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Progreso Produce owner charged in multimillion-dollar fraud

USDA Cites Progreso Produce Limited 1 L.P. in Texas for PACA Violations

Release No.: 186-14
Nadine Wilkins (202) 720-8998

WASHINGTON, Sept. 2, 2014 – The U.S. Department of Agriculture (USDA) has cited Progreso Produce Limited 1 L.P., Boerne, Texas, for failure to pay for produce.

The company failed to pay $3,904,232 to eight sellers for 760 lots of produce. 

This is in violation of the Perishable Agricultural Commodities Act (PACA). 

As a result of these actions, USDA and Progreso Produce Limited 1 L.P. entered into a consent decision barring the company from operating in the produce industry until June 25, 2016, at which time it may reapply for a PACA license.

The company’s principal, Curtis H. Deberry, may not be employed by or affiliated with any PACA licensee until June 25, 2015, and then only with the posting of a USDA-approved surety bond.


JUNE 12, 2014 : 

Updated: June 12, 2014 9:50pm

SAN ANTONIO — The owner of Boerne-based Progreso Produce Co. has been charged with duping millions of dollars from investors and a bank as his firm plummeted.

Curtis Harold DeBerry, according to federal agents, diverted assets meant for creditors to hobbies that included a yacht owned by one of his entities, called “Masterbaiter Charters LLC," and replied “I don't care” when questioned in bankruptcy court about the irregularities.

DeBerry, 53, was arrested Thursday at his home in the Dominion as part of an investigation by the FBI, the IRS' Criminal Investigation division and the U.S. Bankruptcy Trustee.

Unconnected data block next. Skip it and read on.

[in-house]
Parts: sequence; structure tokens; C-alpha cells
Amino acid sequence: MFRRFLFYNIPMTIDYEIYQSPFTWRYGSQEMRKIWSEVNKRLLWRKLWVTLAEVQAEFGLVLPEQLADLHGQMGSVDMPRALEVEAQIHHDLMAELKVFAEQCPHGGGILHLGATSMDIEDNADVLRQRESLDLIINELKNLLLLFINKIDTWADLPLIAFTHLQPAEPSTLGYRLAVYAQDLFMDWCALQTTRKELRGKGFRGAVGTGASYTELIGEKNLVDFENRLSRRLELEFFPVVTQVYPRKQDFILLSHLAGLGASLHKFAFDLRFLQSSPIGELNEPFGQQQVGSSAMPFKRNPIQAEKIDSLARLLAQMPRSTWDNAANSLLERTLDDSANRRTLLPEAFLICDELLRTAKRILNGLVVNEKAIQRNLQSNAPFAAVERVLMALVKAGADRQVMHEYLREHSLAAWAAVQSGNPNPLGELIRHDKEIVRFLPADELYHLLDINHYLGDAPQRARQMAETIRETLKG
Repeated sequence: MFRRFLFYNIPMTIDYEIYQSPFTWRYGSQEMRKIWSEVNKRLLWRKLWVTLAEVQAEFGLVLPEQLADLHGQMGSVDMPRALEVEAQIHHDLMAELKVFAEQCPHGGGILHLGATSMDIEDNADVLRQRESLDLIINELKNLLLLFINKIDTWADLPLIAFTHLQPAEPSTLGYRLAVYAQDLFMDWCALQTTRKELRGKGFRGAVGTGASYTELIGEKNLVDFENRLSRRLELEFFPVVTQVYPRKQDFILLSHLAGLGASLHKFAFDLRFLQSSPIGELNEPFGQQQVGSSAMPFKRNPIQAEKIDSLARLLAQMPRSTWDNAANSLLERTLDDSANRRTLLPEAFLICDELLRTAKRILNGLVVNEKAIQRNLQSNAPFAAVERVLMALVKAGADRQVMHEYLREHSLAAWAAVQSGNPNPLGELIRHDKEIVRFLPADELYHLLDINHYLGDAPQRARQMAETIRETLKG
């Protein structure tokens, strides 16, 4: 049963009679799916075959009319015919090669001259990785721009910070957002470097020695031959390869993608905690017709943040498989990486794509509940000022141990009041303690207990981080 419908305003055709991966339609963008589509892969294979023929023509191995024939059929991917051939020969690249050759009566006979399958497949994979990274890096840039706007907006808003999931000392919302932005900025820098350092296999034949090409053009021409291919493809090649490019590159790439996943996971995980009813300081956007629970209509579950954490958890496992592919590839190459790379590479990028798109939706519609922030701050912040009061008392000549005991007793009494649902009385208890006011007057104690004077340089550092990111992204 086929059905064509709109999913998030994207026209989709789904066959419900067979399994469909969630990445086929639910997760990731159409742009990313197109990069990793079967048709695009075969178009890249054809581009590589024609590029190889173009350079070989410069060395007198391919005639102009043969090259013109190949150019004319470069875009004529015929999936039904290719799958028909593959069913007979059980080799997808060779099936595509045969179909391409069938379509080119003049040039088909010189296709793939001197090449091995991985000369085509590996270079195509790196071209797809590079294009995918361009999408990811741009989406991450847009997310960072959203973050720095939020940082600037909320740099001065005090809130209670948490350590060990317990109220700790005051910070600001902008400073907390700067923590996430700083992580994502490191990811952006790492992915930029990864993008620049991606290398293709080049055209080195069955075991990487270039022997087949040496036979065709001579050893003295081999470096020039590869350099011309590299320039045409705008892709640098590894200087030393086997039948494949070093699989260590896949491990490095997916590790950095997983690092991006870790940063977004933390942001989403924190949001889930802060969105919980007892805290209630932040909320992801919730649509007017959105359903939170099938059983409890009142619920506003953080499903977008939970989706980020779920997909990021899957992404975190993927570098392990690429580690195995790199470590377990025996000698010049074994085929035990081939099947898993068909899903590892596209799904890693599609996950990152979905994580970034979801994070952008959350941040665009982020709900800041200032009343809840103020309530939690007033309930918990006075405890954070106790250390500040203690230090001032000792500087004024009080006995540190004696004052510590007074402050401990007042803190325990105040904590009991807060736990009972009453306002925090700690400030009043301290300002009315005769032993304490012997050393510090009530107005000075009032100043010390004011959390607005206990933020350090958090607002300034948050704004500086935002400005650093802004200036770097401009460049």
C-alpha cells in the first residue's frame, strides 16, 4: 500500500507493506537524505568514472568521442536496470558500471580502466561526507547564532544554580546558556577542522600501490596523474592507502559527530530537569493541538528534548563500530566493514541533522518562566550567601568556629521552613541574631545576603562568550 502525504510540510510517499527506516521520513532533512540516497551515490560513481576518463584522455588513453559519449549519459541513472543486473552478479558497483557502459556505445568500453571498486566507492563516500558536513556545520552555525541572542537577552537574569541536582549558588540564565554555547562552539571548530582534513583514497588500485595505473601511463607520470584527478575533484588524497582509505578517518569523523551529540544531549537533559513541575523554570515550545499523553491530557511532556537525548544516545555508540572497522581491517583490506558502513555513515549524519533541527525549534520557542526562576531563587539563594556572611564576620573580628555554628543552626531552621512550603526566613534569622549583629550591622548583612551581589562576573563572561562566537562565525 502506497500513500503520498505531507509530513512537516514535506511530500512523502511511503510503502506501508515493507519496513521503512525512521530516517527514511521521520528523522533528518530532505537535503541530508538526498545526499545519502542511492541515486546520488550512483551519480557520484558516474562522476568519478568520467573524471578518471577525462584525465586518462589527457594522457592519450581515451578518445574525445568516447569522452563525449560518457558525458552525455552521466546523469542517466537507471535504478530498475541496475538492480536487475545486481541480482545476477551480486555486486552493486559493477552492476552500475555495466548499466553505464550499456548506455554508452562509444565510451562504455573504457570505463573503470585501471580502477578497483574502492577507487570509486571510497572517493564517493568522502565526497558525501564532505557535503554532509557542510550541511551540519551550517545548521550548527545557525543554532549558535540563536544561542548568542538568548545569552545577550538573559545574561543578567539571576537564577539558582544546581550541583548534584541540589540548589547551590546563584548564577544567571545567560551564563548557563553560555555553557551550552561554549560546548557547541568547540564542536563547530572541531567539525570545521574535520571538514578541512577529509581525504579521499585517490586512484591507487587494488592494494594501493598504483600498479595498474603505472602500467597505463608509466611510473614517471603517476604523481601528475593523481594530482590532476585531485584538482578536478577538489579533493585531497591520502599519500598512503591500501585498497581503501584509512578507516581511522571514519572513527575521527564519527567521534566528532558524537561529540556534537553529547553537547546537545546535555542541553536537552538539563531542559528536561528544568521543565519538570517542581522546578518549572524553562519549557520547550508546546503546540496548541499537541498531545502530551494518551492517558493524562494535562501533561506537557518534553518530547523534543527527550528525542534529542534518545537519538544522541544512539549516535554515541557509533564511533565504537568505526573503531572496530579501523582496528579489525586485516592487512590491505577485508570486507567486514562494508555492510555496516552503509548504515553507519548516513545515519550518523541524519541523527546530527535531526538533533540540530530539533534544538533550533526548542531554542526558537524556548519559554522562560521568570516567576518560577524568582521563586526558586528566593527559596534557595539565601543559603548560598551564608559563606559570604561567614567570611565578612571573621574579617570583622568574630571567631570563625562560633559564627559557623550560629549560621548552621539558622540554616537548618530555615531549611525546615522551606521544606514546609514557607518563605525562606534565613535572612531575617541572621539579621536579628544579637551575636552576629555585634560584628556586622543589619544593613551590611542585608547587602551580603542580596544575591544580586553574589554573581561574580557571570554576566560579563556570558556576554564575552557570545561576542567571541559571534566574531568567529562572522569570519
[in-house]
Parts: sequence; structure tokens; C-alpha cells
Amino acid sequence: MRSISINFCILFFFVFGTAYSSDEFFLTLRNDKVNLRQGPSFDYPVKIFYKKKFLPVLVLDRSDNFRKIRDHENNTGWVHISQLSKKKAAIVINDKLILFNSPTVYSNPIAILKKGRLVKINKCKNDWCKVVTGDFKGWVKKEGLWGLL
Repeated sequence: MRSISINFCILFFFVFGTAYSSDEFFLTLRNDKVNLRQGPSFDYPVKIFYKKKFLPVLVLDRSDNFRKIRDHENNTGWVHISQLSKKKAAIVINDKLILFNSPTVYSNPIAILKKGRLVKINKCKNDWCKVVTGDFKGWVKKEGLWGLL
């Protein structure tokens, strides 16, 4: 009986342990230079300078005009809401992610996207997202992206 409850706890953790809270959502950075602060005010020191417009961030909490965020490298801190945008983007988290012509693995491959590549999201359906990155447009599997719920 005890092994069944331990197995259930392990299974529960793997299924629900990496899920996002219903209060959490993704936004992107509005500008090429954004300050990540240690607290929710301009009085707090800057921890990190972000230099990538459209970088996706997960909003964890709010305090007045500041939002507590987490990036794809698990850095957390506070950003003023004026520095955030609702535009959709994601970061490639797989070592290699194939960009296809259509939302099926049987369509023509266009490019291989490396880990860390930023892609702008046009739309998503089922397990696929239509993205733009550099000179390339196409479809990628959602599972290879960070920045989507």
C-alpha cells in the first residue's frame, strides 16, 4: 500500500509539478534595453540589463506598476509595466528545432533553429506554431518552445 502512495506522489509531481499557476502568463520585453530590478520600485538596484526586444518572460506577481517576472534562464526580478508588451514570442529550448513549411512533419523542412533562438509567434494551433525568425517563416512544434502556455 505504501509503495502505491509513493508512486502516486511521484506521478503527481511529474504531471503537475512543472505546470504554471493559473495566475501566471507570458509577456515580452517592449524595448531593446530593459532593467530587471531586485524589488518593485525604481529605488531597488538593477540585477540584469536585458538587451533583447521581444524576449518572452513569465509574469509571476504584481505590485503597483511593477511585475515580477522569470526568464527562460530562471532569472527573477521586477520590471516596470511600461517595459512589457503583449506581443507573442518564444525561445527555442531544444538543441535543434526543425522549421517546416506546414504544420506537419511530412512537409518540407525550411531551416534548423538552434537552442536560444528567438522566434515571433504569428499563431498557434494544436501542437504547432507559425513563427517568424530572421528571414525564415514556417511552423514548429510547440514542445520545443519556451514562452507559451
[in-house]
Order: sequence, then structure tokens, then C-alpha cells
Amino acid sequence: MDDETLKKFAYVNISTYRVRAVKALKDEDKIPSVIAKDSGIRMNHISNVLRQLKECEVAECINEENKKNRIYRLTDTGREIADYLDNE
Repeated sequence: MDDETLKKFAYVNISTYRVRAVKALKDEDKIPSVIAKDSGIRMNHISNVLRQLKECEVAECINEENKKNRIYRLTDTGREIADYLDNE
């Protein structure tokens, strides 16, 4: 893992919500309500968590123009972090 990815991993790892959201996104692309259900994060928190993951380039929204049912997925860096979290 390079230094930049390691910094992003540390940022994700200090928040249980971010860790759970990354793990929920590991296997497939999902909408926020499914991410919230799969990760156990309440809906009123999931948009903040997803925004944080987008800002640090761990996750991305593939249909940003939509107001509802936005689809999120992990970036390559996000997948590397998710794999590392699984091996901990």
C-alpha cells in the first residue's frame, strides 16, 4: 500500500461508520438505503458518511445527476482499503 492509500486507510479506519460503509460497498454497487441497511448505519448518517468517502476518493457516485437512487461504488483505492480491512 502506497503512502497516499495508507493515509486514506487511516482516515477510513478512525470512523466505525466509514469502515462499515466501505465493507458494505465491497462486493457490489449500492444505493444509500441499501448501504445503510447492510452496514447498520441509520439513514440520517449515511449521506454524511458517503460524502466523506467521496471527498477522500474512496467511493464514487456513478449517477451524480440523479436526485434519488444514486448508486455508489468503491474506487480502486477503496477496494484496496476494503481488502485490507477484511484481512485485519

He is charged with wire fraud, making false statements to a financial institution, bankruptcy fraud and money laundering and faces up to 30 years in prison if convicted.

He was ordered held without bond pending a bail hearing on Tuesday.

Progreso was founded more than 40 years ago by one of DeBerry's relatives, and ran into trouble in recent years as DeBerry was at the helm.

Last year, Progreso was liquidated, and investigators say DeBerry committed fraud before and after the company filed for bankruptcy, according to a criminal complaint affidavit.

The affidavit said that, in 2011, Progreso, or PPC, partnered with Eclipse Berry Farms LLC to harvest and market strawberries grown in Zamora, Mexico.

The affidavit said DeBerry claimed Progreso had leases with 42 strawberry growers, and had advanced them more than $2.7 million. So, the affidavit said, Eclipse wired $8.1 million to Progreso for costs associated with growing, producing, packing and shipping strawberries.

Eclipse later sent people to check on the growers in Mexico, and found that none signed lease agreements with Progreso or agreed to provide strawberries.

In early 2012, the operator of Icy Gulch Resources LLC became interested in buying Progreso after seeing an ad that claimed Progreso was profitable.

When Icy Gulch was unable to get financing but was still interested, DeBerry falsely claimed there were competing offers, the affidavit said. In April 2013, Icy Gulch wired $500,000 in a bid to keep others from buying Progreso, the affidavit said.

DeBerry provided paperwork claiming the company was doing well, but it was actually a “sinking ship,” the affidavit said.

Investigators later found that DeBerry transferred the $500,000 to his kids' accounts.

The affidavit also said DeBerry duped JP Morgan Chase Bank between 2012 and 2013 into providing Progreso with lines of credit totaling about $7 million to help refinance debt previously held at another bank.

On Sept. 20, Progreso filed for Chapter 7 bankruptcy, and that same day, JP Morgan Chase charged off the entire $7 million balance.

Staff Writer Jason Buch contributed to this story

Progreso Produce owner's fraud trial moves forward